Since the 1950’s, Junior’s has been famous for great food, great fun, great service, and, of course, the best cheesecake. Our original location in Brooklyn on Flatbush Avenue is still thriving. Or you can visit us in some of our more recent landmark additions—in the heart of the theater district on Broadway in Times Square or you can try your luck at outside of New York—at the Fox Tower Hotel at Foxwoods Casino in Connecticut. We recently headed to the Sixth Borough with the opening of our newest location in Mizner Park in Boca Raton, Florida. With a full menu ranging from steaks to seafood and sandwiches to salads and cheesecake, we know you’ll have a fabulous dining experience at any of our establishments and, of course, don’t forget to order dessert!
FOOD SAFETY EXPERT JANELL GOODWIN - USDA OFFERS TIPS TO KEEP SUPER BOWL FANS SAFE FROM FOODBORNE ILLNESS
Don’t Drop the Ball: Always Remember Clean, Separate, Cook and Chill
Large groups of friends and cheering for your favorite team are what make Super Bowl parties so much fun, but they also often involve lots of finger foods and communal dishes. That means foods will be left out for long periods of time, which can be a recipe for disaster.
Each year in America, roughly 128,000 people are hospitalized and 3,000 people die from foodborne illness, according to the Centers for Disease Control and Prevention (CDC). USDA is offering tips to help consumers learn how to protect themselves from food poisoning as they snack on chicken wings, nachos, pizza and dips during the big game. So how do you make a delicious Super Bowl feast and keep your guests safe? Remember the four simple steps for preparing a meal: clean, separate, cook and chill.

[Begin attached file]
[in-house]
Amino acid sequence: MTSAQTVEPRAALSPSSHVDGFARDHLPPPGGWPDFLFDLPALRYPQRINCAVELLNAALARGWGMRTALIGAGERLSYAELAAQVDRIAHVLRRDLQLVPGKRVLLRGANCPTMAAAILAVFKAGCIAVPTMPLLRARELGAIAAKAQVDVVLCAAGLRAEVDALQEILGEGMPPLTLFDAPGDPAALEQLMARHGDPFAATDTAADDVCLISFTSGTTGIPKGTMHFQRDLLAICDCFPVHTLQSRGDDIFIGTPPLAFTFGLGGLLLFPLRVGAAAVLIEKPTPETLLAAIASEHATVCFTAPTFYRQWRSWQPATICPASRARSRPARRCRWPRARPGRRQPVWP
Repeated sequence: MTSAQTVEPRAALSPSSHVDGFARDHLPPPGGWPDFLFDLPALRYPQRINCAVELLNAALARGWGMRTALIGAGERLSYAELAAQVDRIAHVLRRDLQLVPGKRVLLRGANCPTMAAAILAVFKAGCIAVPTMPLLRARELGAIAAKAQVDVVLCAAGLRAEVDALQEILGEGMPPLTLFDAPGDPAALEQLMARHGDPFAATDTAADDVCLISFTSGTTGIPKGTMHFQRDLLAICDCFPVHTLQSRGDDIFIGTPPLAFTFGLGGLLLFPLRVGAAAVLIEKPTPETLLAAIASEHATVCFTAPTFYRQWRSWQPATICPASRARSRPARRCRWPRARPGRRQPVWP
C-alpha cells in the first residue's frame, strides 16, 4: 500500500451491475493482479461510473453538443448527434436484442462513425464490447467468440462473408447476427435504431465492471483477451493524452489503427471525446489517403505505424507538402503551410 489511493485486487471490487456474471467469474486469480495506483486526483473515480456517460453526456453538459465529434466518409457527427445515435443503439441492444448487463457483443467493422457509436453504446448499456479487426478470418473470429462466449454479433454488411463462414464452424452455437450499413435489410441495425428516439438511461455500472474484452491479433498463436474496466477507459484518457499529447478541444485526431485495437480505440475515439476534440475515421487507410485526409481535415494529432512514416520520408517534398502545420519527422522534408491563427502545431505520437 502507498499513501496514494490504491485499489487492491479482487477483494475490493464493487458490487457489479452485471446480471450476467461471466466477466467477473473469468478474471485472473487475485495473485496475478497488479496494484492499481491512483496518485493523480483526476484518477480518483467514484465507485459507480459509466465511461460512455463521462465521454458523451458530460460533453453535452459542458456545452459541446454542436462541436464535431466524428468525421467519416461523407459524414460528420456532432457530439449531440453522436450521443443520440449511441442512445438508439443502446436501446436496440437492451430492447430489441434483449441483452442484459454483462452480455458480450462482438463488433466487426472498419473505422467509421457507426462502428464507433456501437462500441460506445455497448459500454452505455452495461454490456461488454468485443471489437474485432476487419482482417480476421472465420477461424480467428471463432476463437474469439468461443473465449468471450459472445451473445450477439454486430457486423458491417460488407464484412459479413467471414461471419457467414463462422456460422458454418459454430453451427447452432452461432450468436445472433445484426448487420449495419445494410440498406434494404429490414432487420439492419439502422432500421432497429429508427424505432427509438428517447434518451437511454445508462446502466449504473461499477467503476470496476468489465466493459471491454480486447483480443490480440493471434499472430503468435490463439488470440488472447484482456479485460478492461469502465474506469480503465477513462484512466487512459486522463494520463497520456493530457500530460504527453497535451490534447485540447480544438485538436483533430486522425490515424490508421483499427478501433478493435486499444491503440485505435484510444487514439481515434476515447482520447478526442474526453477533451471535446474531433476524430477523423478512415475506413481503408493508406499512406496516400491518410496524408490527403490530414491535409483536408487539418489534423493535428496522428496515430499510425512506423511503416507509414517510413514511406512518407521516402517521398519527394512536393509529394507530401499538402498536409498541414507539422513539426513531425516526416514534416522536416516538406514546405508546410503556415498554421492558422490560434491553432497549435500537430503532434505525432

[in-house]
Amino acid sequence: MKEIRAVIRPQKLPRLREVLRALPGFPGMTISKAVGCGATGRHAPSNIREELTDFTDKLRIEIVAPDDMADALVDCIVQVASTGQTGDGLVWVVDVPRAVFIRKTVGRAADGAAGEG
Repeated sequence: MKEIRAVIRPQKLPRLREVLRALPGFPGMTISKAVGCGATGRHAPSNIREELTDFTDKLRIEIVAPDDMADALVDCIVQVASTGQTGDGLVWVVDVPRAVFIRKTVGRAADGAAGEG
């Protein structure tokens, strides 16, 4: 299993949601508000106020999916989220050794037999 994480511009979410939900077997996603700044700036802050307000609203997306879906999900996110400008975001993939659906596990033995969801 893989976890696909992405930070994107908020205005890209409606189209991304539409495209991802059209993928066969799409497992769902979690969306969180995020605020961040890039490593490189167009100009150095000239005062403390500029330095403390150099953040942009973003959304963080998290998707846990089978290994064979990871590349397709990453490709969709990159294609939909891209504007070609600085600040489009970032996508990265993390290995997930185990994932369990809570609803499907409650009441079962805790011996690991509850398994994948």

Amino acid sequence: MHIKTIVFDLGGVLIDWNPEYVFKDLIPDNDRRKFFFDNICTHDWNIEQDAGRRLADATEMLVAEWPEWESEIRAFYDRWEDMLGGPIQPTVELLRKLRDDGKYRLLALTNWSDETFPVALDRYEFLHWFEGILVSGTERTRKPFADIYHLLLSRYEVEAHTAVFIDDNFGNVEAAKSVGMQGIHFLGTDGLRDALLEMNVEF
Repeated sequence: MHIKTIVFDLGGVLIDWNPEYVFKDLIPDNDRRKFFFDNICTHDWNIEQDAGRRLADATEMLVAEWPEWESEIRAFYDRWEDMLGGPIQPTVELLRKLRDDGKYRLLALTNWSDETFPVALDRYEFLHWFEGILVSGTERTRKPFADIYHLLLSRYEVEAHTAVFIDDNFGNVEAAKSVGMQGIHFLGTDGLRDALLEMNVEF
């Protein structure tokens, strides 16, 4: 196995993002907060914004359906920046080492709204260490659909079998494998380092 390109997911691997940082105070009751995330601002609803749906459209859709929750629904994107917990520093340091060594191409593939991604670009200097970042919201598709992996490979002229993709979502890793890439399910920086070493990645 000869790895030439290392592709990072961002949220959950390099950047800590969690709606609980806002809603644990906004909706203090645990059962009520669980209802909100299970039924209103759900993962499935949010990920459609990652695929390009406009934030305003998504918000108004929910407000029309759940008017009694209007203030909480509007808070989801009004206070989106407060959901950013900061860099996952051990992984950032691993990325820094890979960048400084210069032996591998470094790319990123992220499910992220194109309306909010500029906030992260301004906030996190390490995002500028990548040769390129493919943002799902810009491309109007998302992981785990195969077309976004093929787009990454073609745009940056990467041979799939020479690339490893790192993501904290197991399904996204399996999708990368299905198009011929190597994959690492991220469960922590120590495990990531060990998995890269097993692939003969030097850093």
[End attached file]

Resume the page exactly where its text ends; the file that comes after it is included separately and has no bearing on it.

A recent Food and Drug Administration food safety survey found that 40 percent of consumers say they never use a food thermometer to check the internal temperature of chicken parts, including wings, one of the most popular Super Bowl dishes. Using a food thermometer is the only way to be sure poultry, meat or seafood has reached a high enough internal temperature to kill any bacteria that may be present. Additionally, 67 percent of consumers admit they wash their poultry parts in the kitchen sink, which can spread illness-causing bacteria and is not recommended by the USDA.
This Super Bowl, Americans can get answers to their food safety questions by visiting FoodSafety.gov. They can also call the USDA Meat and Poultry Hotline at 1-888-MPHotline. Both are available in English and Spanish.
USDA food safety experts are available to share the top tips for families on how to safely prepare for Super Bowl parties and prevent dangerous foodborne illness.